RegulationAccounting StandardsTweedie: US fair value not proving popular

Tweedie: US fair value not proving popular

US fair value accounting model unpopular across globe, says international standards chief Sir David Tweedie

Sir David Tweedie

The US fair-value model is not proving popular with the rest of the world,
according to the head of the international accounting standard setter.

International
Accounting Standards Board
(IASB) chairman Sir David Tweedie said
his early soundings of the US fair value proposal have not revealed popular
support from countries outside the US.

“The US at present is exposing a full fair value. The rest of the world, from
my early soundings, don’t seem to want to buy into that,” he told
Accountancy Age.

In contrast, he said the international fair value rule released by the IASB,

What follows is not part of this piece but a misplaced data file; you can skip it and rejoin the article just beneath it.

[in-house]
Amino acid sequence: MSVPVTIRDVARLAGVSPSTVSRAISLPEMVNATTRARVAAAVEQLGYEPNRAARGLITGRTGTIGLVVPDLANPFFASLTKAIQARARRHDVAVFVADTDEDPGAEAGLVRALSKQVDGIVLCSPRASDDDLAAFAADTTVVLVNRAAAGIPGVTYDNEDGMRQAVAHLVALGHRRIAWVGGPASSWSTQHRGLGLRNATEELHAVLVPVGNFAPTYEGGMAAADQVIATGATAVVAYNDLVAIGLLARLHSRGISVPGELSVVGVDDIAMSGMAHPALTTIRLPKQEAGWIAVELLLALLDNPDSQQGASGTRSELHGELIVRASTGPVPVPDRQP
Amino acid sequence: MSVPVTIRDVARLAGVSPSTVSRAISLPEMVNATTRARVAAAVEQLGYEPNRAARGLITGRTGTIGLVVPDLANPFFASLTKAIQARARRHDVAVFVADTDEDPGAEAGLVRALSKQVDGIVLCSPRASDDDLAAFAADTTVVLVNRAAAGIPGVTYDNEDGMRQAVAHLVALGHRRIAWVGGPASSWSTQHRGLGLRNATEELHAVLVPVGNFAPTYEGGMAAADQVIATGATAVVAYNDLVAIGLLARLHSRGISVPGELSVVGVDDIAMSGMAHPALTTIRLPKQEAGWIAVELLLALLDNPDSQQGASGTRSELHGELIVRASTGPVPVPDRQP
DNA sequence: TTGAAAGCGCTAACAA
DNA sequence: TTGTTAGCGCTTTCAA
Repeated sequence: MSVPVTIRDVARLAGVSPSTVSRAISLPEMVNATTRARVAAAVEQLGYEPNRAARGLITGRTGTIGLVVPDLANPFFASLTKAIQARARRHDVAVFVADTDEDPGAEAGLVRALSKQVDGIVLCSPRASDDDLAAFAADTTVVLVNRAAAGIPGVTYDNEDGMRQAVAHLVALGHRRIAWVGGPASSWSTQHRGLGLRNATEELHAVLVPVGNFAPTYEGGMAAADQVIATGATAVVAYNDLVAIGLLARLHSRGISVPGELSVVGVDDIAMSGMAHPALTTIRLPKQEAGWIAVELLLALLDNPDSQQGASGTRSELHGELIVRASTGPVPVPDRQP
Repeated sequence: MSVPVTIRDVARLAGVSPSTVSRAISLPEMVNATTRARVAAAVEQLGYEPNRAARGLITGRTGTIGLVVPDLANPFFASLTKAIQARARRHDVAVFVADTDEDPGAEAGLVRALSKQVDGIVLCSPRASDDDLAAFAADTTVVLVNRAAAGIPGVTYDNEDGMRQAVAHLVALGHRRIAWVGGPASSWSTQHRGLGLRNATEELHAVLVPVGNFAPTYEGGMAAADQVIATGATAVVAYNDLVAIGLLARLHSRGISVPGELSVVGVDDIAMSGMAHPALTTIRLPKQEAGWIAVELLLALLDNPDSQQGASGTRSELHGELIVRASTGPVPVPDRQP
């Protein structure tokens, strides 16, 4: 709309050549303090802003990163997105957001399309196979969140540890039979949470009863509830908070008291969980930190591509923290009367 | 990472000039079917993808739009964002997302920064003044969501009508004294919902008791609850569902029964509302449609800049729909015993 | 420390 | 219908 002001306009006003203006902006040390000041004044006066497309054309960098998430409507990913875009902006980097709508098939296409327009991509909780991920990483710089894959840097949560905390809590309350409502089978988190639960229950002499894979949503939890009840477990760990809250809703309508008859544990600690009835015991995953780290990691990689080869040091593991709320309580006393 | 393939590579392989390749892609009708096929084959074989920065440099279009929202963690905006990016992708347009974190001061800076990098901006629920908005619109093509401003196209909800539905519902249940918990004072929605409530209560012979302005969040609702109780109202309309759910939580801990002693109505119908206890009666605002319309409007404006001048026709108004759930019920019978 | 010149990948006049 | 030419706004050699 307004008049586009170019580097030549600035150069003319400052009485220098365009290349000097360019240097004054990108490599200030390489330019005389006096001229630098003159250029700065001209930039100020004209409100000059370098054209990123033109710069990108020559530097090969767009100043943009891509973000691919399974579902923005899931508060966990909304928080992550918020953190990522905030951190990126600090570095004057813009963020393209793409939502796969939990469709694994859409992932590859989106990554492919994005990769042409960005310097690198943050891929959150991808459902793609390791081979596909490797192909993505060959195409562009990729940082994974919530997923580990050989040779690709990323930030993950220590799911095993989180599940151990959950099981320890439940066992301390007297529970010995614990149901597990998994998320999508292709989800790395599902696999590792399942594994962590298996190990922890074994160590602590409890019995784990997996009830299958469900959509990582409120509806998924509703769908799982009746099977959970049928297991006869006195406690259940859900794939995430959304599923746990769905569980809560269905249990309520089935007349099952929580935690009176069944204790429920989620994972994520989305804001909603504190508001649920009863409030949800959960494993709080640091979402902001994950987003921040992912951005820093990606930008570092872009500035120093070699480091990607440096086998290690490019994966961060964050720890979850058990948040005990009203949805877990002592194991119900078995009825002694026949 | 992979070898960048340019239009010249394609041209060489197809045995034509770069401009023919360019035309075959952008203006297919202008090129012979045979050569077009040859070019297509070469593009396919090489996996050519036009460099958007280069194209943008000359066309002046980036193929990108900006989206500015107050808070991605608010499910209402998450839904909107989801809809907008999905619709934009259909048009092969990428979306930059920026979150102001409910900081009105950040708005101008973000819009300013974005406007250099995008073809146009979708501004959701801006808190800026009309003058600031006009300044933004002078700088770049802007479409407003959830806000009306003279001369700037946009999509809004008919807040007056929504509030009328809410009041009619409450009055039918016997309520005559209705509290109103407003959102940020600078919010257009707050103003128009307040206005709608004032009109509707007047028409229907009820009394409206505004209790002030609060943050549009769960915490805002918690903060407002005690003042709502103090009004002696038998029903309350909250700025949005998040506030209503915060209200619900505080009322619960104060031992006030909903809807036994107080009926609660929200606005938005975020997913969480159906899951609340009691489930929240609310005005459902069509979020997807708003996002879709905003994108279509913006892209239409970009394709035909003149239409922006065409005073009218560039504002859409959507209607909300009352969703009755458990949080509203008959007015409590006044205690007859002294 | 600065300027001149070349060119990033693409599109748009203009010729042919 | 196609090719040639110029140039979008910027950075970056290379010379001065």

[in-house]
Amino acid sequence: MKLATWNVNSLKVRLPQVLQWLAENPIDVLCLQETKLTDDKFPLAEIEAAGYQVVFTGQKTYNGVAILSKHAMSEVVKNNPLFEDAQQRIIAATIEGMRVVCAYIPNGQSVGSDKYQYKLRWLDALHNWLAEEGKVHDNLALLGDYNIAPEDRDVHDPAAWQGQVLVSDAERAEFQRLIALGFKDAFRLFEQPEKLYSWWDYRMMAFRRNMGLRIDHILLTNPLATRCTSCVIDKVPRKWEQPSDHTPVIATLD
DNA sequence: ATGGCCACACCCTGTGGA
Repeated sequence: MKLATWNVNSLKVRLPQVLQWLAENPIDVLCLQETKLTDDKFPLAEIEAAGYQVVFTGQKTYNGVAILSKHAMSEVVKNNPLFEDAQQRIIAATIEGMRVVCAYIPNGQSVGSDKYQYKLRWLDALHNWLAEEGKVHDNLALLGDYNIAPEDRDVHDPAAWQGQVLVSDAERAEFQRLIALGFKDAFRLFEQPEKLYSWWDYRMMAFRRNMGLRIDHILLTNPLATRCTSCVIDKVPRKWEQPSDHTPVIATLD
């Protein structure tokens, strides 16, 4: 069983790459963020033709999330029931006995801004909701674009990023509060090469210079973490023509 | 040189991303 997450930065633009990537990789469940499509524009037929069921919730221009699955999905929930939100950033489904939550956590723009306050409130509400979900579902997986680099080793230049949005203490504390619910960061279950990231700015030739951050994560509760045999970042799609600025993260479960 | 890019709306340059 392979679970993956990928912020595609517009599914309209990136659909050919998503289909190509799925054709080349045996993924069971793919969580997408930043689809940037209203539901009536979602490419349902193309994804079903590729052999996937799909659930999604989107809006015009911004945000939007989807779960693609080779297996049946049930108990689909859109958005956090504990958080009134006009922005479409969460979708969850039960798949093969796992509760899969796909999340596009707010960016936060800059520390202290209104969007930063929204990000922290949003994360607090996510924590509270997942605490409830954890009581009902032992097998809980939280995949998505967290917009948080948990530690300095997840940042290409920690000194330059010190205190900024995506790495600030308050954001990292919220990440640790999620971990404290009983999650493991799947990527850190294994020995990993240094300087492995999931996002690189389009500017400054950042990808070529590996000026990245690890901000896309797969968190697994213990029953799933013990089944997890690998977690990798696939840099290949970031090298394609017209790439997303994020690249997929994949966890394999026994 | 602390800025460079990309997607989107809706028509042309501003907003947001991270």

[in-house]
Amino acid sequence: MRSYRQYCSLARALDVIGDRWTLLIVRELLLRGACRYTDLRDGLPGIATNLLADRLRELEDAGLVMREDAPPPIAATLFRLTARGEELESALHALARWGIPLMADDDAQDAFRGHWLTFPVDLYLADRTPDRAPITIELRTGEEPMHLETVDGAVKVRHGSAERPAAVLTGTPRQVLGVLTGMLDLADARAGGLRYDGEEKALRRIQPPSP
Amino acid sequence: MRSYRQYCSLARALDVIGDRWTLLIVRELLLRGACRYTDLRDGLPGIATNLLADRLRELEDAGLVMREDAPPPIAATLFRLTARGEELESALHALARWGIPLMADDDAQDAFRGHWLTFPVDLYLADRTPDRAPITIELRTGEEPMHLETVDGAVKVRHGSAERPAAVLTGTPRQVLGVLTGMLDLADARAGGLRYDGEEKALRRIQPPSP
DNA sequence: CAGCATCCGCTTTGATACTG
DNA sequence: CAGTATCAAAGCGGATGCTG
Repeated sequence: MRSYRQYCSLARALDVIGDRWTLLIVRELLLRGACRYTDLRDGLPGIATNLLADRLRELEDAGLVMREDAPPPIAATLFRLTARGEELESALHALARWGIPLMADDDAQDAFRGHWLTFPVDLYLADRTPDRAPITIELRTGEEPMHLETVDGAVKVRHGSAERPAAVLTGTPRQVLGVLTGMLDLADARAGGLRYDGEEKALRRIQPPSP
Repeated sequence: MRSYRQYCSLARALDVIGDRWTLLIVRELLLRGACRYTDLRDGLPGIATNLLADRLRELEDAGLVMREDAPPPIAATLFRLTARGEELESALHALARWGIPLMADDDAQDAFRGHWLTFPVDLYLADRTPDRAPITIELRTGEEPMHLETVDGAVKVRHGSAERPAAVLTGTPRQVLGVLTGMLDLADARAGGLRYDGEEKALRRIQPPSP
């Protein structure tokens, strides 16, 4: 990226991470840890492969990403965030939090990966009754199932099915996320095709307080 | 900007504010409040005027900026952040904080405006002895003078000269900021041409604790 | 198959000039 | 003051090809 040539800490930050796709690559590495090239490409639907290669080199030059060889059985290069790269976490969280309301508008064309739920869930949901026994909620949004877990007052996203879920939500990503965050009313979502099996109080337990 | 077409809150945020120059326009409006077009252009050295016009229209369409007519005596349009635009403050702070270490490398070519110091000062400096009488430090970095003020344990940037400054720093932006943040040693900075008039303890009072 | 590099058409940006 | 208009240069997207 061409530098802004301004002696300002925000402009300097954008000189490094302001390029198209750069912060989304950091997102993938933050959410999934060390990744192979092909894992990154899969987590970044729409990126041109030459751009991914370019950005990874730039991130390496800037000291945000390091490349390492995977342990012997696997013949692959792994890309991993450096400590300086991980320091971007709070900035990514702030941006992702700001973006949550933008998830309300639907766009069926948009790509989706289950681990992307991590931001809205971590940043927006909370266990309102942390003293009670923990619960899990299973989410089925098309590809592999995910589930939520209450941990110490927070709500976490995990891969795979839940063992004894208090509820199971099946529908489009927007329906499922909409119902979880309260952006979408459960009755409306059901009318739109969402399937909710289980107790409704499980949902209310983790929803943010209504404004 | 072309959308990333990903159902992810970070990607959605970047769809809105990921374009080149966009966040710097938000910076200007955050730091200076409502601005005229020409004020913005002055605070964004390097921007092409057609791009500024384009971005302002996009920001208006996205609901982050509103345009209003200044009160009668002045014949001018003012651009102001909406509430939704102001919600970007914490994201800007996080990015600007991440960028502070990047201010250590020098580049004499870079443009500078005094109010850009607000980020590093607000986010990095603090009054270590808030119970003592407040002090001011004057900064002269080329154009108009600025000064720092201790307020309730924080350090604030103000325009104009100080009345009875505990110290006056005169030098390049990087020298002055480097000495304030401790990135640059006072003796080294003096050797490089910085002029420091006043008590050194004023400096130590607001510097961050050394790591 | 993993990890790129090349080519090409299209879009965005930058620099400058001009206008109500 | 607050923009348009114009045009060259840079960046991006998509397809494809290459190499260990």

was welcomed.

“The overwhelming reaction to IFRS 9 was, ‘well you got the cut about
right’,” said Sir David.

The fair value model ravaged banks balance sheets in the crisis, as asset
prices plummeted in falling markets. Banks were forced to measure their
loan-books at depressed market prices which obliterated much of their
balance-sheet value.

Accounting standard setters reviewed the standard, under pressure from
regulators and politicians, but there remains disagreement in US and abroad on
which model should now be used.

The US standard setter, the
Financial Accounting
Standards Board
(FASB), is proposing a full fair value rule, which
may force US banks to value all their loans at market prices.

The IASB’s version, known as IFRS 9, uses a mixed-measurement model which
allows banks to value some loans at fair value and others at cost, depending on
whether they are held to maturity.

The standard is proving a major sticking point as the IASB and FASB attempt
to harmonise their two accounting codes.

For full details of Sir David’s interview, see Accountancy Age’s 9
September issue.

Further reading:

Bournemouth
professor takes swipe at IASB chairman

IASB
details recruitment process for Tweedie replacement

European
officials frustrated at “lack of transparency” over Tweedie
replacement

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